Wow, Mills Lane shoulda stopped that one.
All week, the Kerry camp has been trying to raise expectations for the President leading up to last night's meeting in Miami. "He's never lost a debate," they said. "His plain-spoken demeanor will captivate the American public," they said.
I saw no evidence of that last night. In fact, I saw no evidence of the man who doggedly challenged Al Gore in 2000. Kerry had him on the ropes all night. He slammed him on the postwar plan for Iraq, North Korea's nuclear weapons acquisition, the broken homeland security situation in the US, and the lack of focus on Usama bin Laden and his terror network. Here's a few thoughts:
-The split screen revealed what will be seen by many as the "Al Gore sigh" of this debate; Bush's anger, revealed in a smirk. He looked like he didn't want to be there, like nobody should dare challenge him and his policies.
-Bush's only line of attack virtually the whole night was the "mixed message" one; he said it so many times that at one point he threw in a "mexed missages." Kerry defused the flip-flop line utterly by using it first (bringing up a Bush change of policy and indirectly saying "They have a word for that in his campaign."). And he parried the mixed message charge well, relating it to North Korea's gaining nukes on Bush's watch.
-When "nuclear proliferation" was given (by both men) as the answer to "What is the greatest threat to our security," I thought it was 1984. In fact Kerry managed to inject strong liberal policy into the debate (global warming, stopping production of bunker buster missiles, no tax cuts for the rich) without being seen as weak. This is how Kerry became the nominee in the first place; by projecting strength and still maintaining wise policy decisions.
-"The enemy attacked us" moment was one of the finest I've seen in a Presidential debate. Kerry refused to allow Bush to again conflate Saddam Hussein and al Qaeda (Bush even confused Saddam with bin Laden at one point, doing what should be known in the lexicon as a "Rumsfeld"). But Kerry said "Saddam Hussein didn't attack us. Usama bin Laden attacked us." Finally. That's almost the first time Bush has ever had that deceitful strategy of conflation smacked down.
-It's a shame Kerry didn't have more time to address his $87 billion dollar vote, but he calculated that he had to simply call it a mistake. And that short declarative ("I made a mistake in talking about Iraq, he made a mistake in invading Iraq. What's worse?") was quite effective.
-There weren't nearly as many lies as I expected, but a couple of them were salient. 100,000 trained Iraqi troops is a huge lie. 10 million Afghans registered to vote is one too. And saying Kerry "wants to get the troops out of Iraq in 6 months" stretches things. Honestly I expected more.
- Bush was just unfocused the whole time, struggling to come up with answers, employing lots of pregnant pauses, saying phrases like "hard work" and "mixed messages" over and over, and generally looking like a beaten man.
I was infuriated by the initial spin on NBC, whose correspondents immediately after the debate asked Karen Hughes "What's the best thing Bush did," and then asked Mike McCurry "What's the worst thing Kerry did," and "Why did it take Kerry so long to admit his mistake on the $87 billion dollar vote?" But I don't think you can even spin your way out of this one. Kerry won, plain and simple. And people know it.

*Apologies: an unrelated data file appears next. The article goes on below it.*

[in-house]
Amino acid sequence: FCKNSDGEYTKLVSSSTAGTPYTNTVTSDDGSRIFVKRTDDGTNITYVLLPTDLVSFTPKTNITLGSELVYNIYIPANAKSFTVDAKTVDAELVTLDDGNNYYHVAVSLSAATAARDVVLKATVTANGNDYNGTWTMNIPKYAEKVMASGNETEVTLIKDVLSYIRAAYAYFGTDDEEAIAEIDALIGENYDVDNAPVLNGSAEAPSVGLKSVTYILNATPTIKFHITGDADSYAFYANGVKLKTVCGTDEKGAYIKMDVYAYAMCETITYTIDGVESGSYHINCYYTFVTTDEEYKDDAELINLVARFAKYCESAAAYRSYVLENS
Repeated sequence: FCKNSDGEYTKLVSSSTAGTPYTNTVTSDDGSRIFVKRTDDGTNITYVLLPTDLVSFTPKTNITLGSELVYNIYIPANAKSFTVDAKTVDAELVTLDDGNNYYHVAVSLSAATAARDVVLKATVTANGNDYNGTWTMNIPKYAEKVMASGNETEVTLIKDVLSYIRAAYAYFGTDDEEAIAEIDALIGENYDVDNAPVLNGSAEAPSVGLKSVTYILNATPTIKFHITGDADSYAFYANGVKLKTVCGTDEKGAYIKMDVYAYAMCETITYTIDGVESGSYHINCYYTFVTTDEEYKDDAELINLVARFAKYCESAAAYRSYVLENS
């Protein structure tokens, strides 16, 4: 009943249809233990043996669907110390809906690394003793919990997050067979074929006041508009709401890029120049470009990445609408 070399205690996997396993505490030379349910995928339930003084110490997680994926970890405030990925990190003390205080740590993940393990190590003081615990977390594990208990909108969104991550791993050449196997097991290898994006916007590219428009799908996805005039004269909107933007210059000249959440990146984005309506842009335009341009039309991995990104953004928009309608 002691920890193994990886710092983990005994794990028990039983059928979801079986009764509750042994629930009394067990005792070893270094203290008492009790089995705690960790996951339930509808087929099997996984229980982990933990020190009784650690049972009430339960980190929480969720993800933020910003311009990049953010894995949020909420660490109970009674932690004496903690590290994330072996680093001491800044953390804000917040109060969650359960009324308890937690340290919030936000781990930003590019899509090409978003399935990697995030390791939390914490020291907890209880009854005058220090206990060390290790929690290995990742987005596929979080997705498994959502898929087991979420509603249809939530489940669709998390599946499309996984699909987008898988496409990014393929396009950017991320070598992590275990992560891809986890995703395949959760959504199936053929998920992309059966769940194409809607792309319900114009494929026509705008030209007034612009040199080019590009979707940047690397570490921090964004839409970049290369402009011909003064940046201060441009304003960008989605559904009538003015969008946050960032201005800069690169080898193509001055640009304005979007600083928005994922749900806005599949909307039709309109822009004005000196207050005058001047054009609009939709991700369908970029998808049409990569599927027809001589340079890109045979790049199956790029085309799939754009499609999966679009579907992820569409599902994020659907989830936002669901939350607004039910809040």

We know it because, just this morning, US and Iraqi forces have begun a major offensive in Samarra. Now, I'm not the world's biggest conspiracy theory guy, but if Bush did better last night, I suspect the no-go zones would've stayed no-gone. I smell dog-wagging here, an attempt to blow the debate off the front page, literally. I have to say it's about damn time we go into these insurgent strongholds. You can't let guerrilla warriors just fortify their position. That's been a major weakness of this Iraq policy. If we're there (and we shouldn't be, but we are, and I agree with Kerry that it's too important geopolitically to lose), we have to at least fight. For all the President's blather about staying on the offensive, this Samarra attack is the first offensive on a stronghold since Najaf. Also, Juan Cole explains that even this offensive is bungled:
The US military launched a major attack on guerrillas in Samarra. Unfortunately, this procedure actually means that they launched a major attack on the city of Samarra. Residents reported by telephone being shaken by a series of massive explosions. Samarra was captured by insurgents early in the spring or summer. The US had attempted to combine force with negotiations to end the rebellion, but the truce broke down when guerrillas launched new attacks on US forces. The guerrillas in Samarra appear to be local youth gangs, whether Arab nationalist or Sunni fundamentalist. Some have recently adopted the colors of Monotheism and Holy War, the terrorist group that originated in Afghanistan and was established mainly in Germany and Jordan after 1989. These clothes and insignia (orange on black) seem to be being adopted by the Samarra street gangs rather as US urban gangs have colors and symbols that show up in their graffitti.
OK, that's enough for now.